Accelerating Environmental Restoration

Attendees plant native high marsh grasses, during the Volunteer Planting Day hosted by The California Department of Water Resources at the Dutch Slough Tidal Habitat Restoration Project, in the Sacramento-San Joaquin Delta near Oakley, California.<br />Californians cherish our natural environment. Our lands and waters inspire us, provide for our recreation, and sustain one of the richest varieties of plants and animals on earth. But we face major challenges, including climate change, biodiversity loss and inequity that demand we move faster to conserve our natural environment.

Early on as Secretary, I shared that one of my key priorities is our Cutting Green Tape initiative to increase the pace and scale of environmental restoration. Given all the challenges we face, we must increase the pace and scale of environmental action. Our state is known for strong laws that protect the environment from the effects of development and resource extraction. However, these very same policies designed to protect our natural resources can unintentionally slow down beneficial projects that restore essential habitat and imperiled ecosystems.

With all of this in mind, early last year I asked the California Landscape Stewardship Network (CLSN) to partner with our agency and host roundtables to explore strategies to deliver restoration projects more quickly and cost-effectively. Building on existing state efforts on this front, the inclusive process brought practitioners from across the state together to flesh out ideas to improve our collective efforts. This collaboration ultimately yielded 14 specific recommendations described in a new report: Cutting Green Tape: Regulatory Efficiencies for a Resilient Environment.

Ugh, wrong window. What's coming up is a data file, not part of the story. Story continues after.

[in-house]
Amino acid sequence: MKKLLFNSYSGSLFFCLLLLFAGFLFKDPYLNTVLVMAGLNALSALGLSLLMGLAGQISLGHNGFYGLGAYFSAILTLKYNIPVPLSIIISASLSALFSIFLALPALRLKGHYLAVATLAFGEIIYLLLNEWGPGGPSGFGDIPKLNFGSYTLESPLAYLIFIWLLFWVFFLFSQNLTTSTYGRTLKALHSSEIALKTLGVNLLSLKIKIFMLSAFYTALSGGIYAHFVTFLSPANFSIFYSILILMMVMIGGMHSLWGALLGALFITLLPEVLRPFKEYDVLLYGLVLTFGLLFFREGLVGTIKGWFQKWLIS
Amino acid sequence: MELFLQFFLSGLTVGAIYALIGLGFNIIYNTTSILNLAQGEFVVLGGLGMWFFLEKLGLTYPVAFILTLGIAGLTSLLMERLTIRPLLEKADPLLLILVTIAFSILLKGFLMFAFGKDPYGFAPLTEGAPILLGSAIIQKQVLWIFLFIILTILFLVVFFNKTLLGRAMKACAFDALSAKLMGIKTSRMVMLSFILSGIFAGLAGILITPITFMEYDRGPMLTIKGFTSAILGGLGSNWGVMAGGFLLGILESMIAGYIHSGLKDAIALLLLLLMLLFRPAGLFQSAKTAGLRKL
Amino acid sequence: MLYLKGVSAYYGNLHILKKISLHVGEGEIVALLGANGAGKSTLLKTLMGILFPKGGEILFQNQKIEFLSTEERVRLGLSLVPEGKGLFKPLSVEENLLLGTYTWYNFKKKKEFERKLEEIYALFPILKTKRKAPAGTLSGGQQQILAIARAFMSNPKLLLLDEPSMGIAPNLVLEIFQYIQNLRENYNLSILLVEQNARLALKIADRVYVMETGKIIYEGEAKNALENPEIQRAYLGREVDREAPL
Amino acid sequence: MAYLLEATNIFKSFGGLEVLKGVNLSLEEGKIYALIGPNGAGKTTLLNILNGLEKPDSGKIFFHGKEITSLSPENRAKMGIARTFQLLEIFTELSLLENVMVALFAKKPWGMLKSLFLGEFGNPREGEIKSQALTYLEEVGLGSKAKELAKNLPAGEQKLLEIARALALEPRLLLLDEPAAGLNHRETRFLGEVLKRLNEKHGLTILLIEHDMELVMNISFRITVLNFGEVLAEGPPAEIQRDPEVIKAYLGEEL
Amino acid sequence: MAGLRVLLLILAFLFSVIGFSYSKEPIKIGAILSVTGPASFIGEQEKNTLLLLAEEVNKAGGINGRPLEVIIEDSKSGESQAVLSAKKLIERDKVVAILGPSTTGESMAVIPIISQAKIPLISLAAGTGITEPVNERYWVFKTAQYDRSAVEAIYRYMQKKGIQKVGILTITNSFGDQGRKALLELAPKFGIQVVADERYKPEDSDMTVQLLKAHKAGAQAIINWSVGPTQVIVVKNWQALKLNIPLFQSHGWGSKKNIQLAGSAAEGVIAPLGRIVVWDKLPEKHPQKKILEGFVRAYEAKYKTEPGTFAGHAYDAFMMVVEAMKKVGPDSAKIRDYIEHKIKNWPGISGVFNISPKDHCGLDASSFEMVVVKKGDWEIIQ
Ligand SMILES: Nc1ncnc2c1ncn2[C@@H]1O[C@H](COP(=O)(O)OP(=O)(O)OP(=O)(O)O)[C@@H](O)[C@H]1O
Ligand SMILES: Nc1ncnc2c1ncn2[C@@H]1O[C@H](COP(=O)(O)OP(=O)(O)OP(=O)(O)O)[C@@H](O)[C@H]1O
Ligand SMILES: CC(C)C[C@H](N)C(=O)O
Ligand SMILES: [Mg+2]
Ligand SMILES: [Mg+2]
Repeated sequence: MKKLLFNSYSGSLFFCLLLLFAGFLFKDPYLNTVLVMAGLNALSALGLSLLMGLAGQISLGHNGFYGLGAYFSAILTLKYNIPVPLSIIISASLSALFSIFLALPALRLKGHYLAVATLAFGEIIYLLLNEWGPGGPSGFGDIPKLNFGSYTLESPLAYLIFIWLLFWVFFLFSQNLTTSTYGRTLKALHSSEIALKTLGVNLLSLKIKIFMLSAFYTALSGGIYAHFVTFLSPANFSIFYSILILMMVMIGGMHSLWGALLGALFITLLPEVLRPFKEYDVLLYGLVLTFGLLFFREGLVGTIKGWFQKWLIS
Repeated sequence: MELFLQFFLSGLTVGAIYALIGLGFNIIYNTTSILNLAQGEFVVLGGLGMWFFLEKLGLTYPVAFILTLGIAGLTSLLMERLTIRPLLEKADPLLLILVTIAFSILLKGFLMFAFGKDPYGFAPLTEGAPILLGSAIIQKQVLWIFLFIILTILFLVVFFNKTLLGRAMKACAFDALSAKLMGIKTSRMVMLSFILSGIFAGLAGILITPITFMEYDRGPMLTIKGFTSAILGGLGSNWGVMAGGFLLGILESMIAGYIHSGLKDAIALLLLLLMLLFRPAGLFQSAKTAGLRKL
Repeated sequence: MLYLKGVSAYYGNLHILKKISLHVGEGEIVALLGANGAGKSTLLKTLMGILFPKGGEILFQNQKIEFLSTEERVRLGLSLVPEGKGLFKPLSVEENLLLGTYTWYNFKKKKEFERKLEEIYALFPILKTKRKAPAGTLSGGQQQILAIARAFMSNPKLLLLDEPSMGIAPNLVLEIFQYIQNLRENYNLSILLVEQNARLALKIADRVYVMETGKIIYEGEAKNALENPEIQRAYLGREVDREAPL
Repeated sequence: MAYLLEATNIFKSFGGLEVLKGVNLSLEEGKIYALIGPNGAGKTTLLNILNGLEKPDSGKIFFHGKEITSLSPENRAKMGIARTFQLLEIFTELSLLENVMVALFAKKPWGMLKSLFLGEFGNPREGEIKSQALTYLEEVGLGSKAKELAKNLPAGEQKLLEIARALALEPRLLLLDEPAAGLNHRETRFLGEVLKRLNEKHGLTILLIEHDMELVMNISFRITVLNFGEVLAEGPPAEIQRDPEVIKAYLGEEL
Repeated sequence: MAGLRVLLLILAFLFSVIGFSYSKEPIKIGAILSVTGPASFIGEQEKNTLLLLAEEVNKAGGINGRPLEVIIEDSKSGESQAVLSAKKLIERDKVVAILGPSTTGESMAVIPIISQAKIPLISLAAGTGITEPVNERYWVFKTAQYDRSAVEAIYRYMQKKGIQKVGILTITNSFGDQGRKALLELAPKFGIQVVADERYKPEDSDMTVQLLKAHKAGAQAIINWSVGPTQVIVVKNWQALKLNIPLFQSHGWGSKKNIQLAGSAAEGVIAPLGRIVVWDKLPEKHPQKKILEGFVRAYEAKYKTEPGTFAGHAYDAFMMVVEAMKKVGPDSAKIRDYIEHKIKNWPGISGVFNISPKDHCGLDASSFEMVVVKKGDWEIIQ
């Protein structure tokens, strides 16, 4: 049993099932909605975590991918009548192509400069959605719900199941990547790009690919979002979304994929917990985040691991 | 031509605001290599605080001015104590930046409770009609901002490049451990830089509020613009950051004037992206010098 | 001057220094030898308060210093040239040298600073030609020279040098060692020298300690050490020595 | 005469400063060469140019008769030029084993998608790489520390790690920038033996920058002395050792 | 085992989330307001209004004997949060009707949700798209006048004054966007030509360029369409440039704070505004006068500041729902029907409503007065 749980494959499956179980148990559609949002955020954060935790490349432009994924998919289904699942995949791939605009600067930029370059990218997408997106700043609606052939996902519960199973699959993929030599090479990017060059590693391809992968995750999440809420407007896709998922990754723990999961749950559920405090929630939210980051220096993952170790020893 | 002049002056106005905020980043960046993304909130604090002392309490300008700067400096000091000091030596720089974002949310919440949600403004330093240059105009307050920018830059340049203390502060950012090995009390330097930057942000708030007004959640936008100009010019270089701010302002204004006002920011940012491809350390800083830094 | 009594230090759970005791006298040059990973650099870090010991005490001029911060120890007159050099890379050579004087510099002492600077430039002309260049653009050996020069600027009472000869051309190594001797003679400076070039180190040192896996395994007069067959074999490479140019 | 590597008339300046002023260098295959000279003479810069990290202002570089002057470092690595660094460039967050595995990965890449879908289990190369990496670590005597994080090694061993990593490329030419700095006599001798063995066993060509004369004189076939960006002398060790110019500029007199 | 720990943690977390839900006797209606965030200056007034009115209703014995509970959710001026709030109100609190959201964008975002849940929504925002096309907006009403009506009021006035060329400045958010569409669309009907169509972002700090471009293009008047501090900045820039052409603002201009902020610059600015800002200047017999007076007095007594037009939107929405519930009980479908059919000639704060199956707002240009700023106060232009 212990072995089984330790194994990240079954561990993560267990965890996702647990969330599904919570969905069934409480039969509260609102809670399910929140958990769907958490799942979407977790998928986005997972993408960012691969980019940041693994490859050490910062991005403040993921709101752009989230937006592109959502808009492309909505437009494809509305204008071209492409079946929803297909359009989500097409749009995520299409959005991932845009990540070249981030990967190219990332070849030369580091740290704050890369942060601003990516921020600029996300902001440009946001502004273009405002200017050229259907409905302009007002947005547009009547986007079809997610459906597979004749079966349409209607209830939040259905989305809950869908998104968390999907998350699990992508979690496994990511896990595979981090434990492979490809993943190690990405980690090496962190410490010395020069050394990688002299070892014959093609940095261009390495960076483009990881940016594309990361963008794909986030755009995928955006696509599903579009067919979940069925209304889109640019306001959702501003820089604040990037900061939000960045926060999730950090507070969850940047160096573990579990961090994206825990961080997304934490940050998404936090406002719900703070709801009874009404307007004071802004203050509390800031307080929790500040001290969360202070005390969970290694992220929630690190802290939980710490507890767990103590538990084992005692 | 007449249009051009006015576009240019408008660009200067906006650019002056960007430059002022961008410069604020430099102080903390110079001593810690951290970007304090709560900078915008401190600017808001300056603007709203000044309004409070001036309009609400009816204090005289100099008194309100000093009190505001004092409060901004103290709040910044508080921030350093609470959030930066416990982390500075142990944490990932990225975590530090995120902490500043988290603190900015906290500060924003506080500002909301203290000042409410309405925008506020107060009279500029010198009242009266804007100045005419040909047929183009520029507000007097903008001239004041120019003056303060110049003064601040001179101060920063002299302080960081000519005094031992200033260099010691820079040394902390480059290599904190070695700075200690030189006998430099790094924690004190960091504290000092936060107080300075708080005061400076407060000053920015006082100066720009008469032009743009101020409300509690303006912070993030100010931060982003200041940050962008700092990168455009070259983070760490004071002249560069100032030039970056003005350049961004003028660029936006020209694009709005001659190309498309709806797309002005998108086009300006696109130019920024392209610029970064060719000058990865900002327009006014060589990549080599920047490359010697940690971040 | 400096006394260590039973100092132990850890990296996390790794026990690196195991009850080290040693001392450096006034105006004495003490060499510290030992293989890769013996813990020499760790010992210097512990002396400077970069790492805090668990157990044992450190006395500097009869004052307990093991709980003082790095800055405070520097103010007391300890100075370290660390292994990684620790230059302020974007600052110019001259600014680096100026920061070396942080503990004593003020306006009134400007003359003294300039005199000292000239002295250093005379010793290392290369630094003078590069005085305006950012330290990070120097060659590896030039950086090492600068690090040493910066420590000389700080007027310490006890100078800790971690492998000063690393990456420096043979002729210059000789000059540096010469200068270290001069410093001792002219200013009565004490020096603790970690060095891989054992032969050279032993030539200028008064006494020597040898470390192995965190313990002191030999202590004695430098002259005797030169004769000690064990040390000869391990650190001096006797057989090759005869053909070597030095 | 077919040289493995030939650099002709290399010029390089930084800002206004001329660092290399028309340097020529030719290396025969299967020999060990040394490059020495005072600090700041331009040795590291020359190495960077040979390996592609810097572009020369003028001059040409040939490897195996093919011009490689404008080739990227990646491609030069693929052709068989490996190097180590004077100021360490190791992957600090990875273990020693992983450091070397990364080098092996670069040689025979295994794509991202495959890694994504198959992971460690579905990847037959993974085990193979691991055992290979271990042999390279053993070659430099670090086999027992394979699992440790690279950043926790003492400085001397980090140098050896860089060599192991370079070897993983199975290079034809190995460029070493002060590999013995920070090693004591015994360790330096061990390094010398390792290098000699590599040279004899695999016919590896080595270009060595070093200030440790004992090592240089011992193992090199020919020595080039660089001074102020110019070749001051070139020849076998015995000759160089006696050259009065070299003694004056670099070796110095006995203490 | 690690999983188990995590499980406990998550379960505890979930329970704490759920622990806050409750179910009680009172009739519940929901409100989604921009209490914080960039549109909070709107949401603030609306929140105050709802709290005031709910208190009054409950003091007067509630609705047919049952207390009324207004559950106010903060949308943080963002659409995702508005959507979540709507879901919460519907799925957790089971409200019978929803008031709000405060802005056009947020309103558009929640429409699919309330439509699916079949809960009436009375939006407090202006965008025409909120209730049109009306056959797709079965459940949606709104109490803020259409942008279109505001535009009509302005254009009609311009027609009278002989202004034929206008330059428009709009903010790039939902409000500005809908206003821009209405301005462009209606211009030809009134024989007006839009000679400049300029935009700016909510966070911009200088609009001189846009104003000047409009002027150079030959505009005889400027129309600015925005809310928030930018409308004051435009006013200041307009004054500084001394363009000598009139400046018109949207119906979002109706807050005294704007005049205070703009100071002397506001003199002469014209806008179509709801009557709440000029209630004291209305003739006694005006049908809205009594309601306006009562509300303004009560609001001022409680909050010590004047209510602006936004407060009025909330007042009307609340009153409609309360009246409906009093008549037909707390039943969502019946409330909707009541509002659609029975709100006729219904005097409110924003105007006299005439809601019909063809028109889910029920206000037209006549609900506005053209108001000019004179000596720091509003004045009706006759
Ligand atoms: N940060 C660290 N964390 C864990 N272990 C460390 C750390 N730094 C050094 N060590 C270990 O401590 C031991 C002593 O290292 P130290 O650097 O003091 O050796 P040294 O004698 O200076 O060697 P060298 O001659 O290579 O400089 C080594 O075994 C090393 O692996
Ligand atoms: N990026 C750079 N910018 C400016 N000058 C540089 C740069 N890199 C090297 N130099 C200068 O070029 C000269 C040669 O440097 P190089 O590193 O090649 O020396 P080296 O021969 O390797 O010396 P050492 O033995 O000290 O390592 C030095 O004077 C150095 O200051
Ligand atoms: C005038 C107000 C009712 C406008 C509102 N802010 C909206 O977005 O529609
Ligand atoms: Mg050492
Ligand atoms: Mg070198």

The recommendations focus on efficiencies for small-scale projects, larger-scAttendees examine graphics on The Dutch Slough Tidal Restoration Project at the Groundbreaking of the project at a stretch of land just east of Oakley, California in Contra Costa County.<br /> The Department of Water Resources (DWR), along with state and local partners, today celebrated the groundbreaking of the Delta’s largest tidal wetlands restoration project. The Dutch Slough Tidal Restoration Project will re-establish a rich ecological network that will boost survival rates of endangered fish and wildlife while also protecting neighborhoods against flooding, Photo taken October 17, 2018.<br /> Ken James / California Department of Water Resources, FOR EDITORIAL USE ONLYale projects and restoration in the coastal zone. They also identify efficiencies for projects to enhance streamflow and recharge groundwater and ways to simplify permit applications.

Our Agency is excited to have these recommendations in hand and is moving to take action on several fronts to expedite beneficial environmental conservation and restoration projects.

Our Natural Resources Agency will continue to collaborate with CLSN, our sister agencies, and groups and leaders across the state to advance this work. As we implement Governor Gavin Newsom’s recent executive order to advance nature based solutions to climate change and other pressing challenges, continuing to improve our delivery of important environmental projects has never been more important—or more promising.